DEAL OF THE WEEK
S&S Ponies Up for the ‘Good Life’
After a 12-publisher auction, psychiatrist Robert Waldinger and psychologist Marc Schulz sold, in a seven-figure deal, The Good Life: Lessons from the World’s Longest Study on Happiness. Bob Bender at Simon & Schuster won North American rights to the book from Doug Abrams and Lara Love Hardin at Idea Architects. The Good Life, the agents said, “distills 80 years of research and ancient wisdom to answer eternal questions about the keys to happiness and well-being.” Waldinger, a professor at Harvard Medical School and director of the Harvard Study of Adult Development (which launched in 1938 and is considered the longest-running study of its kind), did a TED Talk that inspired the book. “What Makes a Good Life?” is, the agents added, one of TED’s top 10 most watched and shared talks to date, with more than 30 million views.
FROM THE U.S.
MacLean Closes Quartet at Avon
In a four-book, high-six-figure deal, Sarah MacLean re-upped with Avon Books. Through the agreement, brokered by Avon’s Carrie Feron and Holly Root at Root Literary, MacLean will pen a series titled Hell’s Belles, about a gang of women in the Victorian era who, the publisher said, are “hell-bent on smashing the patriarchy in all corners of London, from glittering ballrooms to dark alleys.” Book one, which is currently untitled, is set for summer 2021.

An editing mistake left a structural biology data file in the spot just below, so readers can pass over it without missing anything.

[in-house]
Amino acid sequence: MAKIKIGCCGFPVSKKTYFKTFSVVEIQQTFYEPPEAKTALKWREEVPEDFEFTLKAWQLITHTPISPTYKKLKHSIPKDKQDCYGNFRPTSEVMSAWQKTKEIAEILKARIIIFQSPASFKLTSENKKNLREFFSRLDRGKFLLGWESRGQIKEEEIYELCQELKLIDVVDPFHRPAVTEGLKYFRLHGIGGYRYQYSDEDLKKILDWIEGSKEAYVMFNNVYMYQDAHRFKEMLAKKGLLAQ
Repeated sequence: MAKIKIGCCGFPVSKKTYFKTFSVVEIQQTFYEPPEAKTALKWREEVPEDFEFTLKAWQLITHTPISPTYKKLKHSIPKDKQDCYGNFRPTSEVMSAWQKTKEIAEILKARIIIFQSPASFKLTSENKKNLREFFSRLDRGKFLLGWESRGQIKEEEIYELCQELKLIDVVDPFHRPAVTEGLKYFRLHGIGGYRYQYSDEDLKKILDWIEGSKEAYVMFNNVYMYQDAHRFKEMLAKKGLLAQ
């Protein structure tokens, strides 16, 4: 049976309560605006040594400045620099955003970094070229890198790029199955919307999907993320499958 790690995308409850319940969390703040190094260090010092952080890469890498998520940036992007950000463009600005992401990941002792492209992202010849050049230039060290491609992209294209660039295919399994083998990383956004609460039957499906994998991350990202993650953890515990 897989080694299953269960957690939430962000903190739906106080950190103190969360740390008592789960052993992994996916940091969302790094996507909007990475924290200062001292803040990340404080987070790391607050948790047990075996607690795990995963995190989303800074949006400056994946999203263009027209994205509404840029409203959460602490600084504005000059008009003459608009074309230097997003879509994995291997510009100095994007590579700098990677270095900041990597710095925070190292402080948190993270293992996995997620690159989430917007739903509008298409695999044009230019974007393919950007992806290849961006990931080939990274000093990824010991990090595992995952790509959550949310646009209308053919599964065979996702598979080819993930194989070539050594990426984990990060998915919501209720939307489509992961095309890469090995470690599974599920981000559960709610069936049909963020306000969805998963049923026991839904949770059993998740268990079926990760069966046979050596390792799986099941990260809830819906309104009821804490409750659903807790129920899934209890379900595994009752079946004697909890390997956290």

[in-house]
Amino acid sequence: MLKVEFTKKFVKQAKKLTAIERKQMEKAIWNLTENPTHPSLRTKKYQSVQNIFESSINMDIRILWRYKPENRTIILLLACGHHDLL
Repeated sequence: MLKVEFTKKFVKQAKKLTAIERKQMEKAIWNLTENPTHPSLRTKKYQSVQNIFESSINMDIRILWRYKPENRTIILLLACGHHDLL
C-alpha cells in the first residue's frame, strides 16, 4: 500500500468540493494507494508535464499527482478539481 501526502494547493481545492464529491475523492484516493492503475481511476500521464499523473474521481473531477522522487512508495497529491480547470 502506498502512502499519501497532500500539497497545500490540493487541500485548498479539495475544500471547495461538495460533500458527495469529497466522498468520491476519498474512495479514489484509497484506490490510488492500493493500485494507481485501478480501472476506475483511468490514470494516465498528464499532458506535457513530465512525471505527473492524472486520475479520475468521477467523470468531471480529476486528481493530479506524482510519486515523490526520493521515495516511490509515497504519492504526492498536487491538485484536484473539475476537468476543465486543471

FSG Examines Osnos’s ‘Wildland’
For Farrar, Straus and Giroux, Eric Chinski took U.S., Canadian, and open market rights to Evan Osnos’s Wildland. The book, subtitled The Making of America’s Fury and slated for fall 2021, examines “the origins of America’s political and ideological dissolution,” according to the publisher. Osnos is a staff writer for the New Yorker who won the National Book Award for 2014’s Age of Ambition: Chasing Fortune, Truth, and Faith in the New China (also published by FSG). In his upcoming work, Osnos looks closely at three cities he has lived in—Greenwich, Conn.; Clarksburg, W.Va.; and Chicago—to find, FSG elaborated, “a deeper explanation of the United States’s growing political divisions, and where they will lead.” Jennifer Joel at ICM Partners represented Osnos in the deal.
Dey Street Takes Book on Harry and Meghan
Carrie Thornton at Dey Street has nabbed a book that parent company HarperCollins is touting as “the true story of Harry and Meghan.” Thornton took world rights to Finding Freedom: Harry and Meghan and the Making of a Modern Royal Family from Albert Lee at the United Talent Agency. The authors, Omid Scobie and Carolyn Durand, are U.K.-based reporters who, per HC, have “unique access” to the pair and are writing the book with “the participation of those closest to the couple.” The book, set for summer 2020, will, HC said, “go beyond the headlines to reveal unknown details of Harry and Meghan’s life together, dispelling the many rumors and misconceptions that plague the couple on both sides of the pond.”
'Stockholm Sven’ Retreats to Little, Brown